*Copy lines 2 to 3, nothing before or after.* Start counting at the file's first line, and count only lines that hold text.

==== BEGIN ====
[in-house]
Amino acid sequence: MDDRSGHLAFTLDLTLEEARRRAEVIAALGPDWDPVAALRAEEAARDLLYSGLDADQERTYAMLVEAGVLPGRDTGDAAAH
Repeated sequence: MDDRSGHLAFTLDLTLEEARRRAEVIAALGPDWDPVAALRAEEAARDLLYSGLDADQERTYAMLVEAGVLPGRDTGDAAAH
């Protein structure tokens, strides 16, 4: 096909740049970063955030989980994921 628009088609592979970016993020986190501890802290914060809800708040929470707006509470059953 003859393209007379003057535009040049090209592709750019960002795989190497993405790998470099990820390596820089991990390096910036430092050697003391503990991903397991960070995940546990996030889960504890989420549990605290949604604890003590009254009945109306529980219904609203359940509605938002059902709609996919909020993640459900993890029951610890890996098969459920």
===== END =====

Amino acid sequence: MDDRSGHLAFTLDLTLEEARRRAEVIAALGPDWDPVAALRAEEAARDLLYSGLDADQERTYAMLVEAGVLPGRDTGDAAAH
Repeated sequence: MDDRSGHLAFTLDLTLEEARRRAEVIAALGPDWDPVAALRAEEAARDLLYSGLDADQERTYAMLVEAGVLPGRDTGDAAAH